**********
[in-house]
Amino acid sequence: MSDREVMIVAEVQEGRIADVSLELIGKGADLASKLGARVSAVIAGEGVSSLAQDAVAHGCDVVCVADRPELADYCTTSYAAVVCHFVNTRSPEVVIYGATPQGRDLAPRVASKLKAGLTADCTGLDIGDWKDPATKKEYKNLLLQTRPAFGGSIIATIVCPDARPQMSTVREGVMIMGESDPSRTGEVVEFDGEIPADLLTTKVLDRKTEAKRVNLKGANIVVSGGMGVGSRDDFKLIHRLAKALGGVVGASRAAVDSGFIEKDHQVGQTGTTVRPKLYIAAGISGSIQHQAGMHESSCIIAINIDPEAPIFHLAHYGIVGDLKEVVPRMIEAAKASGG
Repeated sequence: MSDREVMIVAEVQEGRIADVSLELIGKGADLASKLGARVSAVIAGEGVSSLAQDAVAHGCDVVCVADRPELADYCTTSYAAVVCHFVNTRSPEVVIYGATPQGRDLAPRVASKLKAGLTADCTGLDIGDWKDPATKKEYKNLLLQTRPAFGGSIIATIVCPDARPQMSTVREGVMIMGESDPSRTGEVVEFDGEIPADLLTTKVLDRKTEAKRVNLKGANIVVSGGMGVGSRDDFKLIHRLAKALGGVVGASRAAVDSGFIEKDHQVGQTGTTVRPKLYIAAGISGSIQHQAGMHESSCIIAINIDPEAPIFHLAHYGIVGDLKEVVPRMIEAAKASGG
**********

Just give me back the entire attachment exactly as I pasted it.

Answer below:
[in-house]
Amino acid sequence: MSDREVMIVAEVQEGRIADVSLELIGKGADLASKLGARVSAVIAGEGVSSLAQDAVAHGCDVVCVADRPELADYCTTSYAAVVCHFVNTRSPEVVIYGATPQGRDLAPRVASKLKAGLTADCTGLDIGDWKDPATKKEYKNLLLQTRPAFGGSIIATIVCPDARPQMSTVREGVMIMGESDPSRTGEVVEFDGEIPADLLTTKVLDRKTEAKRVNLKGANIVVSGGMGVGSRDDFKLIHRLAKALGGVVGASRAAVDSGFIEKDHQVGQTGTTVRPKLYIAAGISGSIQHQAGMHESSCIIAINIDPEAPIFHLAHYGIVGDLKEVVPRMIEAAKASGG
Repeated sequence: MSDREVMIVAEVQEGRIADVSLELIGKGADLASKLGARVSAVIAGEGVSSLAQDAVAHGCDVVCVADRPELADYCTTSYAAVVCHFVNTRSPEVVIYGATPQGRDLAPRVASKLKAGLTADCTGLDIGDWKDPATKKEYKNLLLQTRPAFGGSIIATIVCPDARPQMSTVREGVMIMGESDPSRTGEVVEFDGEIPADLLTTKVLDRKTEAKRVNLKGANIVVSGGMGVGSRDDFKLIHRLAKALGGVVGASRAAVDSGFIEKDHQVGQTGTTVRPKLYIAAGISGSIQHQAGMHESSCIIAINIDPEAPIFHLAHYGIVGDLKEVVPRMIEAAKASGG